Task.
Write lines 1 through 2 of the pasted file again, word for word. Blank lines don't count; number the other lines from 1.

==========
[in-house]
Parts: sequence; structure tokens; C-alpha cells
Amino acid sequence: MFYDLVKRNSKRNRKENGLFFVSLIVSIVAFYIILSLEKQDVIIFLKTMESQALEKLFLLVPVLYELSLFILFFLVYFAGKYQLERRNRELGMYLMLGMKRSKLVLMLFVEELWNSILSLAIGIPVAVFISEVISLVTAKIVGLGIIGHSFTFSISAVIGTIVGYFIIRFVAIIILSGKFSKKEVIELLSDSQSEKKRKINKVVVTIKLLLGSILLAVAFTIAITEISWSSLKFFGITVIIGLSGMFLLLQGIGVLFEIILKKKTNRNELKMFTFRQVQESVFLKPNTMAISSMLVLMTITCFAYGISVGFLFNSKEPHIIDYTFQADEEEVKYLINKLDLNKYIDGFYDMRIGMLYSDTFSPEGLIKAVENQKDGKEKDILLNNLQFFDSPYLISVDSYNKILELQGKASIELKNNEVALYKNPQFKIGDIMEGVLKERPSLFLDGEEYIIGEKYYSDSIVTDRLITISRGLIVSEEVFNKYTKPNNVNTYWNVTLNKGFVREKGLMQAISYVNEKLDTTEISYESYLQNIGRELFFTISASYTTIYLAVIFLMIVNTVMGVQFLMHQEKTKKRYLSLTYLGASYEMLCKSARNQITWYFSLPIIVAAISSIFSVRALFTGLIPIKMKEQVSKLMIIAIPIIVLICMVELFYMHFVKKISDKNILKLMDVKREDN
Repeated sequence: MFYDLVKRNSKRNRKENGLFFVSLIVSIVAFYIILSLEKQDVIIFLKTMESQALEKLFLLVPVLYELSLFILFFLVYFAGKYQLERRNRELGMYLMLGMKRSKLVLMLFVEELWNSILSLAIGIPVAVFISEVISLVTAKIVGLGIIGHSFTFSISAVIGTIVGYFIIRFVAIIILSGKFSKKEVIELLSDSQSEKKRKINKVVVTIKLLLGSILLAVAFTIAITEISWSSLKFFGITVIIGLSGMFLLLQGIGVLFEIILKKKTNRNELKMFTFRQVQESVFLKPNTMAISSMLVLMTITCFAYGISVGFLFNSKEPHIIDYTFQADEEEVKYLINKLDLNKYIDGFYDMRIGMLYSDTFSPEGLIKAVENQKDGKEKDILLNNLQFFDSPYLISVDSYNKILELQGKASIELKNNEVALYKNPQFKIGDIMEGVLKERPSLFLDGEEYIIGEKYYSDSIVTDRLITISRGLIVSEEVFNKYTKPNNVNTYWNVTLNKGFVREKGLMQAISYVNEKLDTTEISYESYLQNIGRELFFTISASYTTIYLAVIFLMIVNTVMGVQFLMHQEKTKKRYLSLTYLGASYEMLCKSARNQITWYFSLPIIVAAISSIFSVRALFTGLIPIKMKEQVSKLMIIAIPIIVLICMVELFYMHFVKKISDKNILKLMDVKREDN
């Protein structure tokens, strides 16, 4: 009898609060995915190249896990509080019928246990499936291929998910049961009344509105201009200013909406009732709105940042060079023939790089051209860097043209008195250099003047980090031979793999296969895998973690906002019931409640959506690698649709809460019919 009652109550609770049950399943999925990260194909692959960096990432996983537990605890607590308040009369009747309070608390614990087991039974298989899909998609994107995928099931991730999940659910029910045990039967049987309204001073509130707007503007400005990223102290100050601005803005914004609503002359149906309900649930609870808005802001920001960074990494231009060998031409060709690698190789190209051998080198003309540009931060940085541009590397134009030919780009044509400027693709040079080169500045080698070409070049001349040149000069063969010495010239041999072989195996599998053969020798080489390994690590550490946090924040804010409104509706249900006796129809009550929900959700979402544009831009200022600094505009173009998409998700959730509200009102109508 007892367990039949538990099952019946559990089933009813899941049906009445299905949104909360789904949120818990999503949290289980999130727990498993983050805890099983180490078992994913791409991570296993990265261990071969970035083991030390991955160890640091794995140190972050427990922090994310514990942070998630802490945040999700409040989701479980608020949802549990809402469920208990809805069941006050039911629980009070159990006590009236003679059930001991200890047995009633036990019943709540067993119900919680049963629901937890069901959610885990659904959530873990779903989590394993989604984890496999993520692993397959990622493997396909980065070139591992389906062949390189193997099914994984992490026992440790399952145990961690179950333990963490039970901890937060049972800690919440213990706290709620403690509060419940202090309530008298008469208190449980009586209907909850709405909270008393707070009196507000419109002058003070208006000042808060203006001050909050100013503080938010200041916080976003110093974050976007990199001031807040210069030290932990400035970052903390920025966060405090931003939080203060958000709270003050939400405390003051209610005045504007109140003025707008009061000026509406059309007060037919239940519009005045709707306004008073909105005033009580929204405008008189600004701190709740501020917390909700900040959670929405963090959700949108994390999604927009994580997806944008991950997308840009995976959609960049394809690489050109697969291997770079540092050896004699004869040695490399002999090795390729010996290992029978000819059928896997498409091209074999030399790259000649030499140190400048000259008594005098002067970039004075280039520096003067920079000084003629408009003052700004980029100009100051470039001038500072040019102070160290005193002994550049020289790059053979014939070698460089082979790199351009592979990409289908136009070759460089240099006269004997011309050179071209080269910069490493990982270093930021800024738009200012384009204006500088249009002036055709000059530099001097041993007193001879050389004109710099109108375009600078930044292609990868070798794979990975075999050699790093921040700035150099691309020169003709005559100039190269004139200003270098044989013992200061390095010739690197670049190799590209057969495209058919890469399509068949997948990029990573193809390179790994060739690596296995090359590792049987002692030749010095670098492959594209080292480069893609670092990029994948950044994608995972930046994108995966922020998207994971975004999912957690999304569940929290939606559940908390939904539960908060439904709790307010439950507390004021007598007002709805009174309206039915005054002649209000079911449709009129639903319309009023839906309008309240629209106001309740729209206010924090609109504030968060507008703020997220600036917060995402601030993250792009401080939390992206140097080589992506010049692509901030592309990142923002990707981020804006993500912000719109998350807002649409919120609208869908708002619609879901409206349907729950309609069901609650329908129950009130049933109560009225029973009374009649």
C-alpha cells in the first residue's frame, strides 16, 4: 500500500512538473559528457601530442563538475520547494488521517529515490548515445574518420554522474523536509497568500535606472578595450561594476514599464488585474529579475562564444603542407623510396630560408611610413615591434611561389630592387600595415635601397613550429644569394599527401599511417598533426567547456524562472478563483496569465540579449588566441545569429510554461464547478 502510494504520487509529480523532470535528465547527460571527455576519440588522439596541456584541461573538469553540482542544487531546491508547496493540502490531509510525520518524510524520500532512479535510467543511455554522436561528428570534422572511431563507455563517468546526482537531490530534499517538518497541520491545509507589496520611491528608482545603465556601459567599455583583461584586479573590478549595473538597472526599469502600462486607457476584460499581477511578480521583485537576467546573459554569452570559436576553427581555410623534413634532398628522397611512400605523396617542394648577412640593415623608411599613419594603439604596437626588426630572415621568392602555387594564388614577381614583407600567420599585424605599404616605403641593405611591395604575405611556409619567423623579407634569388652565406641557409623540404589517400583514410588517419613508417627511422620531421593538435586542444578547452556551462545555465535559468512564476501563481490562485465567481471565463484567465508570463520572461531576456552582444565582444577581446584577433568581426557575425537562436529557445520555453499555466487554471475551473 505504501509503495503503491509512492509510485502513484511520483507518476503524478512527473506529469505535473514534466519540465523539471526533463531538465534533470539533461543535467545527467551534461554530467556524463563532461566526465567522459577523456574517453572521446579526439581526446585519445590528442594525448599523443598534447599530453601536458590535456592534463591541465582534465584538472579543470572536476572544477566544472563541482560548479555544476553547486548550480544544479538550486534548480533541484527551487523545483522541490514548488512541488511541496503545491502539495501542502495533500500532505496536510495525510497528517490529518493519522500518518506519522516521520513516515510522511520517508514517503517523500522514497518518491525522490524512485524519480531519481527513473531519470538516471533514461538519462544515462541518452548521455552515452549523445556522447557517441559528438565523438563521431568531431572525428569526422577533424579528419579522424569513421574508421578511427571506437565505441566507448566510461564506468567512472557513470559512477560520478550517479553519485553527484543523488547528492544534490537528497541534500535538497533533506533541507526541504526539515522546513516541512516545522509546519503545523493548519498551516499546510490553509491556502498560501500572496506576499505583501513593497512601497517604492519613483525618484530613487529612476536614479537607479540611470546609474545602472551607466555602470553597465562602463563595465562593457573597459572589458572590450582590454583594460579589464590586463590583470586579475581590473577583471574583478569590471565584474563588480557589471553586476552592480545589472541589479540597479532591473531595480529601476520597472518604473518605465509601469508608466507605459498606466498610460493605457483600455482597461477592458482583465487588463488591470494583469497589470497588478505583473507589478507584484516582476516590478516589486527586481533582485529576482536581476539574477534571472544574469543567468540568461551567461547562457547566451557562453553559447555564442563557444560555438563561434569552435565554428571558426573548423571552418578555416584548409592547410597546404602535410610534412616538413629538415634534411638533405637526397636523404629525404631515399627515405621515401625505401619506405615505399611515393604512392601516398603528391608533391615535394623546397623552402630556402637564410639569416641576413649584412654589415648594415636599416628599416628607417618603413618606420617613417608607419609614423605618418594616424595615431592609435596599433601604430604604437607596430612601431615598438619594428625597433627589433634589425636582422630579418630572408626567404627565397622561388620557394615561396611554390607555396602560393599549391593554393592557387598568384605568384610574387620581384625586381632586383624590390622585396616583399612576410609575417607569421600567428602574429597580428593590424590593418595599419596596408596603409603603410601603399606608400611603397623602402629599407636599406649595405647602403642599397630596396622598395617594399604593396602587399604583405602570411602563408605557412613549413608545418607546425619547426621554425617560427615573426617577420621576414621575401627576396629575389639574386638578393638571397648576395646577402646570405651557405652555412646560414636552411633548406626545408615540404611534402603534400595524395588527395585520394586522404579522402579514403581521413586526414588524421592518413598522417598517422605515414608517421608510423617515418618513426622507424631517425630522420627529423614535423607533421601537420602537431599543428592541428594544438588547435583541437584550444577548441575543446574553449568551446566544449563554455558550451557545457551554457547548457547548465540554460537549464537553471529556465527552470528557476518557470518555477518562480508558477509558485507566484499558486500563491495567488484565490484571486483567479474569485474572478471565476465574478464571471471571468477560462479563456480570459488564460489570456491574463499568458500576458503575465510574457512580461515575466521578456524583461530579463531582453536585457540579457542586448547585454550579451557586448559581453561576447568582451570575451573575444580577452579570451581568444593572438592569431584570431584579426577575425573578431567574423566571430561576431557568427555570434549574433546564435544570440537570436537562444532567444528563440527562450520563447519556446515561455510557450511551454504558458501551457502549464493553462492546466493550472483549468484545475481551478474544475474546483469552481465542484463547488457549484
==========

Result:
[in-house]
Parts: sequence; structure tokens; C-alpha cells